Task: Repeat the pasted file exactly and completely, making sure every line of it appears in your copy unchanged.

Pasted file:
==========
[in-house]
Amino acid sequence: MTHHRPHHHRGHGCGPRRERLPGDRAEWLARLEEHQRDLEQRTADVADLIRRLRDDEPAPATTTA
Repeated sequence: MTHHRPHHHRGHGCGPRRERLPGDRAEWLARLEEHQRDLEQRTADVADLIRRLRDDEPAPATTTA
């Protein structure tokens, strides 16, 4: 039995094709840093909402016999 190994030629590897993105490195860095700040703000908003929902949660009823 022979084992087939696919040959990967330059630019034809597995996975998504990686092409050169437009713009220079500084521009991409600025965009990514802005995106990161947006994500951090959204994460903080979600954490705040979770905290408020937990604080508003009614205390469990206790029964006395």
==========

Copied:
[in-house]
Amino acid sequence: MTHHRPHHHRGHGCGPRRERLPGDRAEWLARLEEHQRDLEQRTADVADLIRRLRDDEPAPATTTA
Repeated sequence: MTHHRPHHHRGHGCGPRRERLPGDRAEWLARLEEHQRDLEQRTADVADLIRRLRDDEPAPATTTA
């Protein structure tokens, strides 16, 4: 039995094709840093909402016999 190994030629590897993105490195860095700040703000908003929902949660009823 022979084992087939696919040959990967330059630019034809597995996975998504990686092409050169437009713009220079500084521009991409600025965009990514802005995106990161947006994500951090959204994460903080979600954490705040979770905290408020937990604080508003009614205390469990206790029964006395």